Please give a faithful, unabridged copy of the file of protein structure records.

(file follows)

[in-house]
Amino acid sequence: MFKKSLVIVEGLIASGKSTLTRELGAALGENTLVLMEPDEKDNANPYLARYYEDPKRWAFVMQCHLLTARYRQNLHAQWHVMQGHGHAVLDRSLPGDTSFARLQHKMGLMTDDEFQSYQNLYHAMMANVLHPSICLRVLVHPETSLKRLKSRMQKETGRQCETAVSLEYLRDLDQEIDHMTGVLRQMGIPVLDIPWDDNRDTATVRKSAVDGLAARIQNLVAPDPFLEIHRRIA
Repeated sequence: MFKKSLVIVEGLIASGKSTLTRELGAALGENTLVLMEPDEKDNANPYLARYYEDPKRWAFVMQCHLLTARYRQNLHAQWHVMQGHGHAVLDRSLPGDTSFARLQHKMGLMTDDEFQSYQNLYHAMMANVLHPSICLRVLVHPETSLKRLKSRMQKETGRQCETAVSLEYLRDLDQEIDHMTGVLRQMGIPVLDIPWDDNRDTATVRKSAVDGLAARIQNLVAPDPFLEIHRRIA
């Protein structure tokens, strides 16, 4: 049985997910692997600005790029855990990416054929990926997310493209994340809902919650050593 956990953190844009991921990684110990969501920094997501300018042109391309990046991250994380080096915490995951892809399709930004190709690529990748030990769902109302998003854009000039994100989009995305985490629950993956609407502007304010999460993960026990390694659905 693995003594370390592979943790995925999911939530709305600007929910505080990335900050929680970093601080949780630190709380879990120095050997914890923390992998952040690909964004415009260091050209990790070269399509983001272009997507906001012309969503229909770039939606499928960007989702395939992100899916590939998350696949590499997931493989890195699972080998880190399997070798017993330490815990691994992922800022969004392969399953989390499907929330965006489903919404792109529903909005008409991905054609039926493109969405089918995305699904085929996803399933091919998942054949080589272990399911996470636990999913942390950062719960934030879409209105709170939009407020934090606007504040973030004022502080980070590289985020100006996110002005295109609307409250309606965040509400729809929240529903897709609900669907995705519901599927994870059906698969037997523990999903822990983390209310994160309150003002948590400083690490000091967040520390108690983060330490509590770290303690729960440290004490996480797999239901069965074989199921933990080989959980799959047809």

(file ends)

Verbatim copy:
[in-house]
Amino acid sequence: MFKKSLVIVEGLIASGKSTLTRELGAALGENTLVLMEPDEKDNANPYLARYYEDPKRWAFVMQCHLLTARYRQNLHAQWHVMQGHGHAVLDRSLPGDTSFARLQHKMGLMTDDEFQSYQNLYHAMMANVLHPSICLRVLVHPETSLKRLKSRMQKETGRQCETAVSLEYLRDLDQEIDHMTGVLRQMGIPVLDIPWDDNRDTATVRKSAVDGLAARIQNLVAPDPFLEIHRRIA
Repeated sequence: MFKKSLVIVEGLIASGKSTLTRELGAALGENTLVLMEPDEKDNANPYLARYYEDPKRWAFVMQCHLLTARYRQNLHAQWHVMQGHGHAVLDRSLPGDTSFARLQHKMGLMTDDEFQSYQNLYHAMMANVLHPSICLRVLVHPETSLKRLKSRMQKETGRQCETAVSLEYLRDLDQEIDHMTGVLRQMGIPVLDIPWDDNRDTATVRKSAVDGLAARIQNLVAPDPFLEIHRRIA
């Protein structure tokens, strides 16, 4: 049985997910692997600005790029855990990416054929990926997310493209994340809902919650050593 956990953190844009991921990684110990969501920094997501300018042109391309990046991250994380080096915490995951892809399709930004190709690529990748030990769902109302998003854009000039994100989009995305985490629950993956609407502007304010999460993960026990390694659905 693995003594370390592979943790995925999911939530709305600007929910505080990335900050929680970093601080949780630190709380879990120095050997914890923390992998952040690909964004415009260091050209990790070269399509983001272009997507906001012309969503229909770039939606499928960007989702395939992100899916590939998350696949590499997931493989890195699972080998880190399997070798017993330490815990691994992922800022969004392969399953989390499907929330965006489903919404792109529903909005008409991905054609039926493109969405089918995305699904085929996803399933091919998942054949080589272990399911996470636990999913942390950062719960934030879409209105709170939009407020934090606007504040973030004022502080980070590289985020100006996110002005295109609307409250309606965040509400729809929240529903897709609900669907995705519901599927994870059906698969037997523990999903822990983390209310994160309150003002948590400083690490000091967040520390108690983060330490509590770290303690729960440290004490996480797999239901069965074989199921933990080989959980799959047809």